For years, some Minnesota schools threw hot meals in the trash rather than feed a child who owed them money.

For years, Philando Castile dug into his own pocket to make sure no child in his cafeteria line, at least, left hungry.

For years, there was bipartisan, statewide agreement that Minnesota needed a change of law, or a change of heart, to ban lunch shaming forever.

While everyone was agreeing that someone should do something, lunch debts mounted. Cash-strapped schools yanked trays, dumped lunches, or sent students away with cold cheese sandwiches or a warning stamp or sticker for their parents and classmates to see. Unpaid lunch debts barred children from field trips and kept graduates from walking across the stage to pick up their diplomas.

And Mr. Phil, the kind cafeteria supervisor, wasn't here to help. Gunned down at a traffic stop in Falcon Heights for no good reason. His death broadcast to a horrified world on Facebook Live. His killer acquitted.

The Minnesota Legislature changed the law last week, banning lunch shaming for good, five years to the day after he died.

Later that day in St. Paul, mourners marched and sang and spelled his name across the gates of the governor's residence in giant letters: 4 PHILANDO.

"There is no way this man right here, Philando Castile, should be forgotten," his mother, Valerie Castile, told supporters who gathered in the rain for a vigil at the site of his killing.

For years, Valerie Castile has worked to keep his memory a blessing. The family established the Philando Castile Relief Foundation, to help victims of gun and police violence, and to look out for the kids in the lunch line and beyond. Before the pandemic, the foundation paid off the lunch debt of every student in St. Paul and wiped the cafeteria debts for graduating seniors in Robbinsdale.

"His mom should not have had to do that," said Jessica Webster, a staff attorney for Mid-Minnesota Legal Aid, who worked with state lawmakers for years on the language that finally passed during last week's special session. Making sure children had enough to eat took on new urgency during the pandemic. New federal emergency funds will ensure that student meals are as free as their desks or textbooks until 2022.

There's never really been anyone rooting for the idea of tossing a hungry child's meal in the trash. But it doesn't take much for a good bill to go nowhere.

"For so long, we've had bipartisan support, we've had the support of the governor, we've had the support of the people, we've had the support of the schools," Webster said. "There was no opposition, but there was always some wrinkle."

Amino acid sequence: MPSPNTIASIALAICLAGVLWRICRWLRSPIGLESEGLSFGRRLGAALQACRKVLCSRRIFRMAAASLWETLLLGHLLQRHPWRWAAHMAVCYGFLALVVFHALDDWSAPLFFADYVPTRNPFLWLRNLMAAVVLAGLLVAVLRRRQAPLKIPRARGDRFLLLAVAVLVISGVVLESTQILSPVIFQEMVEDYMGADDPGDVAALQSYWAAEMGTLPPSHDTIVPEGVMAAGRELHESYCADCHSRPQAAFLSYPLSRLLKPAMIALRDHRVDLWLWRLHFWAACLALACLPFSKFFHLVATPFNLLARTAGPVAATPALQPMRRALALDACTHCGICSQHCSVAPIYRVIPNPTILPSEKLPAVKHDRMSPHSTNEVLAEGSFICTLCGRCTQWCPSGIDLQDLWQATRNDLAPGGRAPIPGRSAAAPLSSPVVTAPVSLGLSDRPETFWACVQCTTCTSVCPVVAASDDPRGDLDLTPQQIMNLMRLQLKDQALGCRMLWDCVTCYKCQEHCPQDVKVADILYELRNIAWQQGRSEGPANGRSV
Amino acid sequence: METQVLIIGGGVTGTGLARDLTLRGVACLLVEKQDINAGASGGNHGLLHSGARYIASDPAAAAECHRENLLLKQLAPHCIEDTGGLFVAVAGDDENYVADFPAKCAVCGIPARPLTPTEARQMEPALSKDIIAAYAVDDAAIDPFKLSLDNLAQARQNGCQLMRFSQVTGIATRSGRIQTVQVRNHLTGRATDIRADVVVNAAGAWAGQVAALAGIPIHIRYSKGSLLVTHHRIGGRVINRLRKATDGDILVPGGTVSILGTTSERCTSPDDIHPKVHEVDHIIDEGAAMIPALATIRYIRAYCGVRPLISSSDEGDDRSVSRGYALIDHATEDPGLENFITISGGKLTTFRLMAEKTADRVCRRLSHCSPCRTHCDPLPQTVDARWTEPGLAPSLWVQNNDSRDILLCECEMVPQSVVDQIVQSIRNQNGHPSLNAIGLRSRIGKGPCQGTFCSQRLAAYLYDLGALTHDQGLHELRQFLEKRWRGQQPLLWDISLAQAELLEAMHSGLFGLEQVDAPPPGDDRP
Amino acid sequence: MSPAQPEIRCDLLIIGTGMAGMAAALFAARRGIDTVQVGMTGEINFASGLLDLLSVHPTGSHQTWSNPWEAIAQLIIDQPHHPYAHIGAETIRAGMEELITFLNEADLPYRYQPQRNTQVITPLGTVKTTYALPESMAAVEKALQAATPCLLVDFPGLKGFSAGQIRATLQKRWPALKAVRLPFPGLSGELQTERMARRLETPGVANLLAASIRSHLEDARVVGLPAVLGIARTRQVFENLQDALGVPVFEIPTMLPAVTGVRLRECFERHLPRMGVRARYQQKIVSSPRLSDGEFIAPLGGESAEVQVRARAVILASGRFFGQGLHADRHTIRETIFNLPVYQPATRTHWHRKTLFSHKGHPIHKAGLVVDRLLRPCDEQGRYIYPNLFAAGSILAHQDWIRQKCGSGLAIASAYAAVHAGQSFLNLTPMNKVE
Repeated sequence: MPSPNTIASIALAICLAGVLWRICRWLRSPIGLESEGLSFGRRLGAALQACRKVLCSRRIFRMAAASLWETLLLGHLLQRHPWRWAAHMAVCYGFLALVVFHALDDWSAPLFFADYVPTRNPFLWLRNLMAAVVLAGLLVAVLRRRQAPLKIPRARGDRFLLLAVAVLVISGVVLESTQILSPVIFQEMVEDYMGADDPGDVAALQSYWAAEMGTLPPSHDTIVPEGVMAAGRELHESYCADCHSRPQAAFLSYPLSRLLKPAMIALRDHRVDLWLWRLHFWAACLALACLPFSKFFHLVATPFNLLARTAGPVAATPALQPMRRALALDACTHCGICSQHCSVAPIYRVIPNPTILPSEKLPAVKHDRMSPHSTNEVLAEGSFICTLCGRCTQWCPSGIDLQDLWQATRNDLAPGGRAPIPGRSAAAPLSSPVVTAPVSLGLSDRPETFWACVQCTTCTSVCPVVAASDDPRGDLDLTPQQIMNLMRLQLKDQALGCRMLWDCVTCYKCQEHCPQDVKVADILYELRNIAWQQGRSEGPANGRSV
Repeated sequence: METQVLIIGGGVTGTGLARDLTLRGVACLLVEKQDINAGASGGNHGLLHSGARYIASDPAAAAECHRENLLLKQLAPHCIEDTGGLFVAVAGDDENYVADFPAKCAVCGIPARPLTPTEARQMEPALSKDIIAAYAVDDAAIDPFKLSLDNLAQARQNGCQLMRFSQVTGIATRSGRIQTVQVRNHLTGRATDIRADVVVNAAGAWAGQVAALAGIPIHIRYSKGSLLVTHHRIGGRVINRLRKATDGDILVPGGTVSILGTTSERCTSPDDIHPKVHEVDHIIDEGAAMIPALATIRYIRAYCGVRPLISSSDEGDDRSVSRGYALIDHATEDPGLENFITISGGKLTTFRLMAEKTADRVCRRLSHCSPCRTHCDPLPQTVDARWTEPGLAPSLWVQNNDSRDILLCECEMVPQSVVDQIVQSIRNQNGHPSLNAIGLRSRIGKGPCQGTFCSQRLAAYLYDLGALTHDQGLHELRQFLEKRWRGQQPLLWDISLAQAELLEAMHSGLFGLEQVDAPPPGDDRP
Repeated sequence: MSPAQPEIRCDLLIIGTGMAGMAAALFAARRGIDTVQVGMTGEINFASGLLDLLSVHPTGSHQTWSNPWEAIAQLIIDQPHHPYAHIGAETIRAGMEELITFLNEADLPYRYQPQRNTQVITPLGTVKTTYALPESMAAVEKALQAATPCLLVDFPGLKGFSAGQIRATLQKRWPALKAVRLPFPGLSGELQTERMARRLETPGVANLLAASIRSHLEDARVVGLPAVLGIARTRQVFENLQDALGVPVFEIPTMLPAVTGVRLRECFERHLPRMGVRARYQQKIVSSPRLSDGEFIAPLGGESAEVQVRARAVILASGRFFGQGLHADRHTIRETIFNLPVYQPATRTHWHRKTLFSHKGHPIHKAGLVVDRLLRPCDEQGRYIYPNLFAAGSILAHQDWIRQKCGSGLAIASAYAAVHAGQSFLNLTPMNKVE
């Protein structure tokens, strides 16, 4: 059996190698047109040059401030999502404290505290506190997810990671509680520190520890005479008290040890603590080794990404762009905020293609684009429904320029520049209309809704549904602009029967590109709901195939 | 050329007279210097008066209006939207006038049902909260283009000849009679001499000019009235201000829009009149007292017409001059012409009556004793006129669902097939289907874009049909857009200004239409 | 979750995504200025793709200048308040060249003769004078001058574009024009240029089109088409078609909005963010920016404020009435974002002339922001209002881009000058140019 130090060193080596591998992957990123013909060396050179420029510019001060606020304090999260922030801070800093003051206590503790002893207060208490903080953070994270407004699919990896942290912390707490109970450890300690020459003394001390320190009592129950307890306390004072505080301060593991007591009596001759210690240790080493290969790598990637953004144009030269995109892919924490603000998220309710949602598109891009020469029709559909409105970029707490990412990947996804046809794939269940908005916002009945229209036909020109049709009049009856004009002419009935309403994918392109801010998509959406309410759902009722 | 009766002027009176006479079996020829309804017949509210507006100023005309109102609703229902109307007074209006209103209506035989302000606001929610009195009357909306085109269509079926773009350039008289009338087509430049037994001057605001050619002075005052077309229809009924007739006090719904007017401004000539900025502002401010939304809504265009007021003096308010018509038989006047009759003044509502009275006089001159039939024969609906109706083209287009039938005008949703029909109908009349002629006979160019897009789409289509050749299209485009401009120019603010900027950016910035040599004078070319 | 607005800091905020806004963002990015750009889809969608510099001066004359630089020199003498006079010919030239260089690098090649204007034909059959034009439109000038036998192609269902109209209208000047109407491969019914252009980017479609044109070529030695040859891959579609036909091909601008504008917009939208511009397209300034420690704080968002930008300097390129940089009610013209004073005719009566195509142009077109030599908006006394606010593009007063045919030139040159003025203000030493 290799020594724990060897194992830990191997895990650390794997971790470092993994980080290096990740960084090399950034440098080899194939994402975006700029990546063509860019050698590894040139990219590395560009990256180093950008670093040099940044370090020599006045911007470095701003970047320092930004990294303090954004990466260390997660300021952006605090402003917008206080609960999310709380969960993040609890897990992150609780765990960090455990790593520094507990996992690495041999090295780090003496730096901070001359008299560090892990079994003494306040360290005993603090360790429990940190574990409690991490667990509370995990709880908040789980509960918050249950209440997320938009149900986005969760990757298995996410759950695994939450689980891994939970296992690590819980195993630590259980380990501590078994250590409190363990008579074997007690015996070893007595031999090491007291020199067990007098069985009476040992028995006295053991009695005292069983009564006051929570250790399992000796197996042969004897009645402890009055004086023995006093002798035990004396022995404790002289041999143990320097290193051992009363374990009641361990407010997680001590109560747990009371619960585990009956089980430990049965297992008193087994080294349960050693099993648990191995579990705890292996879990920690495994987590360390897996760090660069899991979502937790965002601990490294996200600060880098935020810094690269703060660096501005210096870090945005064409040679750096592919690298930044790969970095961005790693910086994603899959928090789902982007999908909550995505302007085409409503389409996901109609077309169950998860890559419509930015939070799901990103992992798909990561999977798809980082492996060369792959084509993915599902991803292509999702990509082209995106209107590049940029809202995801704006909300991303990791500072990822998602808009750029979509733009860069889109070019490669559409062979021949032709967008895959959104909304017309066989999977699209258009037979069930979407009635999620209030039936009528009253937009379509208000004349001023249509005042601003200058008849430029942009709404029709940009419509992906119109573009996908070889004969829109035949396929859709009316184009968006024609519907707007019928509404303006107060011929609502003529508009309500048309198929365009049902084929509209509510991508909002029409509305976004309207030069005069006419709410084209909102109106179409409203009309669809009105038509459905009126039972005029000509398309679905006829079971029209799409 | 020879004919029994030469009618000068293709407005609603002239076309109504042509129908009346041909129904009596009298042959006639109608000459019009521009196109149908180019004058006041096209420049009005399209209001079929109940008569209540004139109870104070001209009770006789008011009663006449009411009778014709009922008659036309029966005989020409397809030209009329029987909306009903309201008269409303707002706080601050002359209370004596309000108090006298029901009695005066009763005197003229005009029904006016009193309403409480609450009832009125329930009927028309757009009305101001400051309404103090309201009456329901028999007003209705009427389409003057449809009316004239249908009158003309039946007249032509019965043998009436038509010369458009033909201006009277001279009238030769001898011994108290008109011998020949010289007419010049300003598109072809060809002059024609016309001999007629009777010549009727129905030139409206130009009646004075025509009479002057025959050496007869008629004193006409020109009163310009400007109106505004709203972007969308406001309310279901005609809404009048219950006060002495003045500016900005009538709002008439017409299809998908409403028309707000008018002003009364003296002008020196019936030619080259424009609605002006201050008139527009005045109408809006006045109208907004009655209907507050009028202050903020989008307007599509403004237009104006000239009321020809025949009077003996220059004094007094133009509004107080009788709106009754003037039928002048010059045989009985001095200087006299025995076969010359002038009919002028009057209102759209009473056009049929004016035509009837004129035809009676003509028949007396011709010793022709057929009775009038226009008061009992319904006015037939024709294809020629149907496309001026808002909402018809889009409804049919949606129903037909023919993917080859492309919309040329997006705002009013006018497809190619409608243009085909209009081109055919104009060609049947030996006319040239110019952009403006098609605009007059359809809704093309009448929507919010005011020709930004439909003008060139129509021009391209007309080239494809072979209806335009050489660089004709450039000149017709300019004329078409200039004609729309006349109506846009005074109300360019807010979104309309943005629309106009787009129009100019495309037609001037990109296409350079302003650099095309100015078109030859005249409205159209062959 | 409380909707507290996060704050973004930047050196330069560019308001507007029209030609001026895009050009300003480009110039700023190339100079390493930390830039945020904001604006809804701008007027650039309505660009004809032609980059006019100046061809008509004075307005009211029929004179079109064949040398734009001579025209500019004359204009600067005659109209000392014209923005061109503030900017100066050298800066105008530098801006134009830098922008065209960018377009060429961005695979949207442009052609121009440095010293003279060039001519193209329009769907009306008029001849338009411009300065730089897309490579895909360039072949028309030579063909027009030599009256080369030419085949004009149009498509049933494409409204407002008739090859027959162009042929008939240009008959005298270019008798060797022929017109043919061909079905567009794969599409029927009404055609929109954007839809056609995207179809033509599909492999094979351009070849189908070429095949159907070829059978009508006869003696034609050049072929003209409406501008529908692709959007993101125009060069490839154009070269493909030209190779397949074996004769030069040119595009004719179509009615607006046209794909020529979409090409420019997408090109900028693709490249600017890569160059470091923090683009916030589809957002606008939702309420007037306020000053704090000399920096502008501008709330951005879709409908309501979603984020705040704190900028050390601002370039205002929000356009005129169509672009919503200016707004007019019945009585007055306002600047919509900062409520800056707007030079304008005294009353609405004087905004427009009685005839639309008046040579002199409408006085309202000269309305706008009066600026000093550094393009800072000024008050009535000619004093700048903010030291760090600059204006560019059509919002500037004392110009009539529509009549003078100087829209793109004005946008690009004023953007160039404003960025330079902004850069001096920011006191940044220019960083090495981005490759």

Lawmakers and policymakers have been trying to do away with lunch shaming since before 2014, when the Mid-Minnesota Legal Aid Legal Services Advocacy Project issued a blistering report on the state of the state's lunchrooms. That year, almost half of Minnesota schools had policies in place to punish students whose parents didn't settle their tab. By 2019, after the state expanded the free lunch program and lawmakers applied pressure, only a small fraction still had written lunch shaming policies. But unpaid lunchroom debt in some districts topped six figures, and schools repeatedly resorted to drastic measures to balance the books, from lunch dumping to sending in bill collectors.

Now the bill everyone wanted to pass has passed. State lawmakers laid down the law. No lunch dumping. No handing a cold butter sandwich to a child with an outstanding lunch debt. No banning students from field trips, or extracurricular activities, or graduation. Conversations about billing must stay between the school and the parents. Leave the child out of it.

We "are well on our way to ending lunch shaming in Minnesota," state Sen. Karin Housley, R-Stillwater, said in a statement after the bill cleared the Senate.

Too many Minnesota children already know how it feels to have their lunch dumped in front of the whole cafeteria, or to walk home with a stamp on their arm that tells the whole world that mommy and daddy don't pay their bills.

"These are moments a child will never forget," Housley said. It "is my hope that no student will ever have to experience this traumatic shaming ever again."

On Tuesday, as lawmakers ended one act of unnecessary cruelty, Castile stood on the governor's doorstep and wept as she described the path the bullets tore through her son's body. For years, she's asked for justice. For years, more grieving mothers have joined her on these marches.

Her foundation has spent thousands of dollars to protect strangers' children from pain. She shouldn't have to give so much back to a world that took so much from her.

At the very least, she shouldn't have to do it alone.

For more information about the Philando Castile Relief Foundation, visit • 612-673-4008

Follow Jennifer on Twitter: @stribrooks